Hampton Keathley on Revelation 17:9 -   This system of the beast also has “seven heads. This is explained for us in 17:9–10. “The seven heads are seven mountains on which the woman sits and they are seven kings…” The seven heads are seven mountains and seven kings. Some see this as a reference first to the seven hill city of Rome, and then to seven dynasties or rulers of the old Roman empire, as kings, consuls, dictators, decemvirs, military tribunes and emperors, or as seven successive emperors of Imperial Rome, as Nero (A.D. 54-68), Galba (A.D. 68), Otho (A.D. 69), Vitellius (A.D. 69), Vespasian (A.D. 69-79), Titus (A.D. 79-81), and Domitian (A.D. 81-91) under whom great persecution of the church occurred. So it would thus refer to the city and to those who ruled in Rome. Quite clearly the beast is not only a kingdom or an empire, but also a man (cf. 2 Thess. 2:8–9; Dan. 9:27; 11:36; 7:24–25). But another and I believe a better interpretation of the seven heads is that the seven heads represent seven phases of Gentile powers or nations which find their culmination in the beast. The ten horns look at the future history of the beast and the seven heads, the past history. The seven heads are mountains, seven successive historic Gentile kingdoms, who are represented by seven kings or rulers. This is supported by the following:

  (1) Revelation 17:10 tells us the seven mountains are kings. This could indicate that the mountains are symbolical for the kingdoms these seven kings represent.
  (2) Rome is known as the city of seven hills, but the hills of Rome are not mountains.
  (3) The term mountain is commonly used in Scripture as an image of a kingdom (Psalm 30:7; Isaiah 2:3; Dan. 2:35, 45; Jer. 51:5).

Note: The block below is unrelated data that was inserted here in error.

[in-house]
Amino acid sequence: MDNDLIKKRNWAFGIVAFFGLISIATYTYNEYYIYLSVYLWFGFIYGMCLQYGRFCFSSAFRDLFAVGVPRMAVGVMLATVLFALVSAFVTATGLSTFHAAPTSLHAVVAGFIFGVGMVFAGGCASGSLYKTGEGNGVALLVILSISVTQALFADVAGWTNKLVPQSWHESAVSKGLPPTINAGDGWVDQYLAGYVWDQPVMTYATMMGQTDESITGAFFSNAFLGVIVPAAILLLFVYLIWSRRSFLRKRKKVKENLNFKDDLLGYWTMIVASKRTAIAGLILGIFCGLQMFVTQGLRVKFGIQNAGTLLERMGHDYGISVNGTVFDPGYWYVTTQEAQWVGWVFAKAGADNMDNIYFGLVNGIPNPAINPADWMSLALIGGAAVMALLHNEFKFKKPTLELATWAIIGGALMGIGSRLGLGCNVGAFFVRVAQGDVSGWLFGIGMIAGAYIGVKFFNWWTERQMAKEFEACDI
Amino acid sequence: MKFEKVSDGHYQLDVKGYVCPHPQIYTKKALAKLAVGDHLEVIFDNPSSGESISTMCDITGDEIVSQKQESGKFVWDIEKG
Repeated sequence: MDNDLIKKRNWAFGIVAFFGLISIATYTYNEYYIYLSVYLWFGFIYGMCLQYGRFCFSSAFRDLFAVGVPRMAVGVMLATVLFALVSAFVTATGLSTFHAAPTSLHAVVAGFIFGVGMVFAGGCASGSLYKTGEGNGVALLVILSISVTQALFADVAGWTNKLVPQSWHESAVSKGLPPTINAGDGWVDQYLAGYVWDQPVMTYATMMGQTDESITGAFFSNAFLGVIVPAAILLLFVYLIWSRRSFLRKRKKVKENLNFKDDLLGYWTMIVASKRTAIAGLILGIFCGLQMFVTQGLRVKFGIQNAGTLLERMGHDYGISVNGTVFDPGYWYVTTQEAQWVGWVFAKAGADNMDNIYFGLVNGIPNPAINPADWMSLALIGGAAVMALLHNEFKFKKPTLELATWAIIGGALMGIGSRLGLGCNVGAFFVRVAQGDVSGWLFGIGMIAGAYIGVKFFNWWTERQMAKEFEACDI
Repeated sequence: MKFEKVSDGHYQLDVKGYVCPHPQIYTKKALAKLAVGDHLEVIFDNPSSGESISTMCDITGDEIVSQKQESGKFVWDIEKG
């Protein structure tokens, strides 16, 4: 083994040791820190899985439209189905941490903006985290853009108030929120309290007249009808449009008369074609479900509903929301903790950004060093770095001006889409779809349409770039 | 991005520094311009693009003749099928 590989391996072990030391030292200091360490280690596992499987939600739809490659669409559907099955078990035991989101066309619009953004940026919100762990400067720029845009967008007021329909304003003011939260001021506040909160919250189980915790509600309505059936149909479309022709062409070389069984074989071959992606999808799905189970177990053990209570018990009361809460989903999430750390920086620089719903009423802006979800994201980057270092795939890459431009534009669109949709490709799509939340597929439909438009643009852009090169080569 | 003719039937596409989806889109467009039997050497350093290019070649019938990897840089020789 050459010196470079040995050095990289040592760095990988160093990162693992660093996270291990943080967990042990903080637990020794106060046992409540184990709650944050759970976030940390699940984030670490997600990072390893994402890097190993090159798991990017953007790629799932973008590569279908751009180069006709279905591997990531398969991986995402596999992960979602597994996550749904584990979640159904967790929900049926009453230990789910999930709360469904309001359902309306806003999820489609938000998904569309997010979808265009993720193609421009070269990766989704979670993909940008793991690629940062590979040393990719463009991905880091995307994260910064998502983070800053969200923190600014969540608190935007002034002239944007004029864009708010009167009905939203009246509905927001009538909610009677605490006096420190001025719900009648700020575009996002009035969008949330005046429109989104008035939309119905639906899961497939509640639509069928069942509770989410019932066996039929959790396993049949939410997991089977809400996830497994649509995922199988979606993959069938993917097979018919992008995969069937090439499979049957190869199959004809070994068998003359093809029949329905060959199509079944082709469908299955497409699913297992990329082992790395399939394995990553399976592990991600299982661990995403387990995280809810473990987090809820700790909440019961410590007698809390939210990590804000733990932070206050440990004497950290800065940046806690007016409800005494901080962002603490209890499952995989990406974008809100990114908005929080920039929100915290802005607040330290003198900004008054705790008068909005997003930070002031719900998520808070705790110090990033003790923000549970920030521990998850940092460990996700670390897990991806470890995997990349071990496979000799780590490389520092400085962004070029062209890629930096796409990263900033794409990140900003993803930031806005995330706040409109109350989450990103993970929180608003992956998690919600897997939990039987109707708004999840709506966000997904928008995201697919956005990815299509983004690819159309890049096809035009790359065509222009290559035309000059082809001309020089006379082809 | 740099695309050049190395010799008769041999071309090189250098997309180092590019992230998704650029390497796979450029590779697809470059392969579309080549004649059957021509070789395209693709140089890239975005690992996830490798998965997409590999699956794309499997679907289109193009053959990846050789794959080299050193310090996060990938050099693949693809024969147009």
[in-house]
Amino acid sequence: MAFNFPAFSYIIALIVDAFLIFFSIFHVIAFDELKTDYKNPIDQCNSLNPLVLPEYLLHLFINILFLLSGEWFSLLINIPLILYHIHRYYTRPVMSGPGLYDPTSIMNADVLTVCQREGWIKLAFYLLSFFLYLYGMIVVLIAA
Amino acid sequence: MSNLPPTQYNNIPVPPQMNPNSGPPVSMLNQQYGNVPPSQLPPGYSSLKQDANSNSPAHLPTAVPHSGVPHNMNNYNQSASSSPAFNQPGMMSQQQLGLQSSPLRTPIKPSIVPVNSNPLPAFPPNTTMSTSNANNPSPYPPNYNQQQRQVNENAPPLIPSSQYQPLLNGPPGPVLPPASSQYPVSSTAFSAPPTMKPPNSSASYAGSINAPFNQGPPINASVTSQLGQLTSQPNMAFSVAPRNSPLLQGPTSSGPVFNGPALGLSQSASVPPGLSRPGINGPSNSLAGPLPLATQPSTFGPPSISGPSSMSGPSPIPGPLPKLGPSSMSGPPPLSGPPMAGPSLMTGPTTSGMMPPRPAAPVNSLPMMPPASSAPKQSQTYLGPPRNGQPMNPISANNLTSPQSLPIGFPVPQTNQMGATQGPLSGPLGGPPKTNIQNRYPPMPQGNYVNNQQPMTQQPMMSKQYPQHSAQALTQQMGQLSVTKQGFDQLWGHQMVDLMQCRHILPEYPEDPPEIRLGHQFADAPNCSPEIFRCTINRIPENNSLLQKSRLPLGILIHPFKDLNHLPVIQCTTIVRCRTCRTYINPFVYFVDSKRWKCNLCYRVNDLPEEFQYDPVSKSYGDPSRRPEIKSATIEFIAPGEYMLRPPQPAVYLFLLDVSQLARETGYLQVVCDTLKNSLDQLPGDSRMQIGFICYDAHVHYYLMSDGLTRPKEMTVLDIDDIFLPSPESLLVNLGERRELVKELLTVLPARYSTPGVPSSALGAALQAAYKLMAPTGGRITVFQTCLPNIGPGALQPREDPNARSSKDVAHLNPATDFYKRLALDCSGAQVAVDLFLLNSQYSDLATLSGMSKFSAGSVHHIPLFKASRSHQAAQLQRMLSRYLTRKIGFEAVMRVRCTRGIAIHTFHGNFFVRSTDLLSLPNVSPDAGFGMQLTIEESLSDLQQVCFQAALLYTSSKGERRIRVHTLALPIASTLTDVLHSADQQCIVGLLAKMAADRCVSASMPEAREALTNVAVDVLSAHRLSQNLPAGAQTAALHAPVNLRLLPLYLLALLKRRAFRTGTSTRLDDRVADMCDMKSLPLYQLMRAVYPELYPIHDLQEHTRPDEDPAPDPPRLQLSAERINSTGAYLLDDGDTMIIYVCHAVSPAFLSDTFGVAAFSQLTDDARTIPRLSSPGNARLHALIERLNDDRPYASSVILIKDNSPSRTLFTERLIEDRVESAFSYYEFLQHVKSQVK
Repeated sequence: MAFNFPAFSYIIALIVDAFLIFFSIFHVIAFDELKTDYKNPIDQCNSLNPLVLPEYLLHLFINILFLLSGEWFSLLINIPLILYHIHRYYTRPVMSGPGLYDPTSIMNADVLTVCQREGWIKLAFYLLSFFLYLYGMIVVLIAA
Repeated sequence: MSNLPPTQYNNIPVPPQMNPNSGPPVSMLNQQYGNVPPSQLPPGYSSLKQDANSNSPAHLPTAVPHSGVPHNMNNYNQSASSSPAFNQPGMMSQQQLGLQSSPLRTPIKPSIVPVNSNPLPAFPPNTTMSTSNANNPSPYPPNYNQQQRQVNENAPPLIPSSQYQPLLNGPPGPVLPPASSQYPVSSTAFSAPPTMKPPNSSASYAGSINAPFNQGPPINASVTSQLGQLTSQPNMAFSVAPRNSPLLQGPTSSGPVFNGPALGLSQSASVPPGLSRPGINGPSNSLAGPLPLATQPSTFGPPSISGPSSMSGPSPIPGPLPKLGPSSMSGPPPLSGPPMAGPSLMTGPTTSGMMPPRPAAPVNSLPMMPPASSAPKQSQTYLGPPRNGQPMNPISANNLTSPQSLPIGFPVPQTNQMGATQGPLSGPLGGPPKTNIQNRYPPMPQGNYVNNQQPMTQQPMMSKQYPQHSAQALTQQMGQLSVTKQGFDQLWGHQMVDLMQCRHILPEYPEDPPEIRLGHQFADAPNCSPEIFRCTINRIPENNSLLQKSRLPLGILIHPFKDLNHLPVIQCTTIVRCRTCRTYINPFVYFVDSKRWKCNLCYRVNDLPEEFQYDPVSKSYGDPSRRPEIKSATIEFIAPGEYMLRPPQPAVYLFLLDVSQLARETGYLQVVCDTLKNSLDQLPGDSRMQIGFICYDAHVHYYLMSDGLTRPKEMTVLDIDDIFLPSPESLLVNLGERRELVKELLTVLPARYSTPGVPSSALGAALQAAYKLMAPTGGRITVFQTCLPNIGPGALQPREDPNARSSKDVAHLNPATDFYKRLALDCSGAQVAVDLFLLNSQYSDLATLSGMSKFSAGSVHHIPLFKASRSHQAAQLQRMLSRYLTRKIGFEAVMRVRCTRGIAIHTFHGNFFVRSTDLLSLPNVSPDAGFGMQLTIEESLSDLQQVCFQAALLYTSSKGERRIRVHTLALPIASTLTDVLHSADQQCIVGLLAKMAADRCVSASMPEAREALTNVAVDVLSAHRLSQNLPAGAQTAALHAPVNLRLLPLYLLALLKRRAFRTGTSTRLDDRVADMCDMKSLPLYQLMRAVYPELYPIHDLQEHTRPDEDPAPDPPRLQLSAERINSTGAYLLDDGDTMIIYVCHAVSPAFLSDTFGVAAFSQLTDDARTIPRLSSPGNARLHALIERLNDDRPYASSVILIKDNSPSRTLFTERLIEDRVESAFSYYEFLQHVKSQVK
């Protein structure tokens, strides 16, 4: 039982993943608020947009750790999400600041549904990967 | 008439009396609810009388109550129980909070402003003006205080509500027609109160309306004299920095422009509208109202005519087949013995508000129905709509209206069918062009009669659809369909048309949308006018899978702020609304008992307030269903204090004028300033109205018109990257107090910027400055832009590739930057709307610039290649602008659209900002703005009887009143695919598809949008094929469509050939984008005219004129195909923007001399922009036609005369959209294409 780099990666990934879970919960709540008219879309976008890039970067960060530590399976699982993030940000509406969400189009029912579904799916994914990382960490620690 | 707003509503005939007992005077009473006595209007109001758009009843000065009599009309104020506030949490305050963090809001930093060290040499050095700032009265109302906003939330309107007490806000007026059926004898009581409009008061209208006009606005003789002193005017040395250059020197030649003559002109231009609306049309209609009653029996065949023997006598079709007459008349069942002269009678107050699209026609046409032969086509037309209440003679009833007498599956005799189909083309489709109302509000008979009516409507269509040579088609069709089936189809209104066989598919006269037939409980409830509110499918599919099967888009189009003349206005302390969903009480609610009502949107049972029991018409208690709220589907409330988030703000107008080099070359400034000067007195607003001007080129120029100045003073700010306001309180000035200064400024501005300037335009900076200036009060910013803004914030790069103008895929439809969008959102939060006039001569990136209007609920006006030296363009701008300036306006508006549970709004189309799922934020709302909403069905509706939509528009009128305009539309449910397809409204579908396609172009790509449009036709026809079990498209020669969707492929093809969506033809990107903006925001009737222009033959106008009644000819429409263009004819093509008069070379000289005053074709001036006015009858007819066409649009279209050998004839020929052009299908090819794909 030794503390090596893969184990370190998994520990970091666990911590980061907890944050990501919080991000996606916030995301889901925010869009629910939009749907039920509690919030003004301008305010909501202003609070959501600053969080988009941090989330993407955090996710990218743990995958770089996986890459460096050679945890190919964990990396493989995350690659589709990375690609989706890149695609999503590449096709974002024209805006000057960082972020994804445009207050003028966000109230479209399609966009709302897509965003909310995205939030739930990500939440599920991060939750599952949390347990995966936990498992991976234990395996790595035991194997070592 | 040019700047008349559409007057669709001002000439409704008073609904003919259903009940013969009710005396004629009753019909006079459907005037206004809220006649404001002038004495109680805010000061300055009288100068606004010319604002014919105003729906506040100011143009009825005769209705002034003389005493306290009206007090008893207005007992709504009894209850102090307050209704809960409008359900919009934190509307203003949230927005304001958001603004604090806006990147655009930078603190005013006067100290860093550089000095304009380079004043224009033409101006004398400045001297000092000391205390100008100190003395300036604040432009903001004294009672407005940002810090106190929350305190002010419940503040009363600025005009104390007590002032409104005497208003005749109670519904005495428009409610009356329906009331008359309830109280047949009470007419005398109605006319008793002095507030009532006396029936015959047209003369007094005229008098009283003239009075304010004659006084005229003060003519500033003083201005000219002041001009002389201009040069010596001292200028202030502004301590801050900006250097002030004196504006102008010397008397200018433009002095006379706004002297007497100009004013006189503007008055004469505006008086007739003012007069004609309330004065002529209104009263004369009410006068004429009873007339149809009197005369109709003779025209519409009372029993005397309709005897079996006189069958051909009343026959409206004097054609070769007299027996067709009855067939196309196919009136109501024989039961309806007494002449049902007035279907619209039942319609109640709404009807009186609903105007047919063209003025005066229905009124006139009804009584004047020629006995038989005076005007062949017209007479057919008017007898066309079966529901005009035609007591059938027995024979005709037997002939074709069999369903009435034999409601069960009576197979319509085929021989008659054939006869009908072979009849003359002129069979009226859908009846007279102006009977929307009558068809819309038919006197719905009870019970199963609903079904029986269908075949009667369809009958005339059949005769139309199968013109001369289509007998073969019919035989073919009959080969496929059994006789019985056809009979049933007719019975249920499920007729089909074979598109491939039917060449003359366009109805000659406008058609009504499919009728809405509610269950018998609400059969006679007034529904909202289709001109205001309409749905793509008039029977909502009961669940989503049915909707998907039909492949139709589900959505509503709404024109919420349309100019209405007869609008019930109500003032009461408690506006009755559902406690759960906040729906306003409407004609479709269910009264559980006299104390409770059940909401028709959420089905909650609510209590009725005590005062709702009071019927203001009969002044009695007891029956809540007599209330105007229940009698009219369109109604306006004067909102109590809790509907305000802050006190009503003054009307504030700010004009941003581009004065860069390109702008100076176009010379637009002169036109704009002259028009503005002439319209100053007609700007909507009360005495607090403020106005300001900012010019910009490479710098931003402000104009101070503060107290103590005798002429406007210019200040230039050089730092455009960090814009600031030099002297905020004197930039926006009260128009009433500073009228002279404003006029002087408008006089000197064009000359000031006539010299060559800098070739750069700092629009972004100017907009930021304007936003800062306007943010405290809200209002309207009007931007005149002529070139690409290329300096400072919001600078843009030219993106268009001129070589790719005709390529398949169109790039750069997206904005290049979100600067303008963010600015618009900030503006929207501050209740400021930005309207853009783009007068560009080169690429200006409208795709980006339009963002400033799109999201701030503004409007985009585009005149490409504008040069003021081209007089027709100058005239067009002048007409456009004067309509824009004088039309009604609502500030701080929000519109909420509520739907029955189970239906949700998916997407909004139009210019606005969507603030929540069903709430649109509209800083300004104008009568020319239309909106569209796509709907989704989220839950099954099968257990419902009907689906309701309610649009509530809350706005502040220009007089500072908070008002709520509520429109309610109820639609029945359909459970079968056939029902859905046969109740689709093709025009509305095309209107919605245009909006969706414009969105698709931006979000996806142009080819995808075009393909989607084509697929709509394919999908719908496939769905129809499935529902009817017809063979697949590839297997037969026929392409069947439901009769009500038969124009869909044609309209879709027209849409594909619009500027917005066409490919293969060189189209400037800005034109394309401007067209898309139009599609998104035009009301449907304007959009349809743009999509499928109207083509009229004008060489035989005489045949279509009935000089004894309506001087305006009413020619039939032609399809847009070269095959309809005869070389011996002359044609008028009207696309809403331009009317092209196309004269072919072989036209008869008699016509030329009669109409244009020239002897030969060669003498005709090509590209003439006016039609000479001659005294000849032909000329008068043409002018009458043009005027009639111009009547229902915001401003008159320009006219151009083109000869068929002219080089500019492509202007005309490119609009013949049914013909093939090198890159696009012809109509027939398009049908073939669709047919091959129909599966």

(4) But more importantly, chapter 17 deals with the harlot system of Babylon which goes all the way back to the time of Nimrod and all these Gentile world powers have been her lovers and supporters, not Rome alone (cf. 17:1–2, 15). It is more likely that the seven mountains refer to seven successive Gentile kingdoms which go way back, far beyond Rome.

Preacher's Outline Study Bible (POSB) on Revelation 17:9 - the seven mountains or seven heads are said by many to refer to Rome. That is, in the end time religious Babylon or false religion will sit in Rome. This is because Rome was known in ancient times as the city on seven hills. But note: this is not what John says. He clearly says that the seven heads represent seven kings or governments (Rev 17:10). By seven mountains he means that false religion sits upon seven kingdoms or empires that have complete and full rule and power. Note that the seven mountains and seven heads mean seven kings of kingdoms and empires. Note that this is what Scripture says.

Rod Mattoon - The seven heads of the beast's kingdom are seven mountains. Some scholars have concluded that the seven mountains represent Rome because it is a city built on seven hills. They also believe the woman referred to here is the Roman Catholic Church. Technically speaking, Rome was built upon nine hills along the Tiber River: Palatine, Aventine, Caelian, Equiline, Viminal, Quirimal, Capitoline, and later, Janiculum, and Pincian. I believe there is a better interpretation to this passage.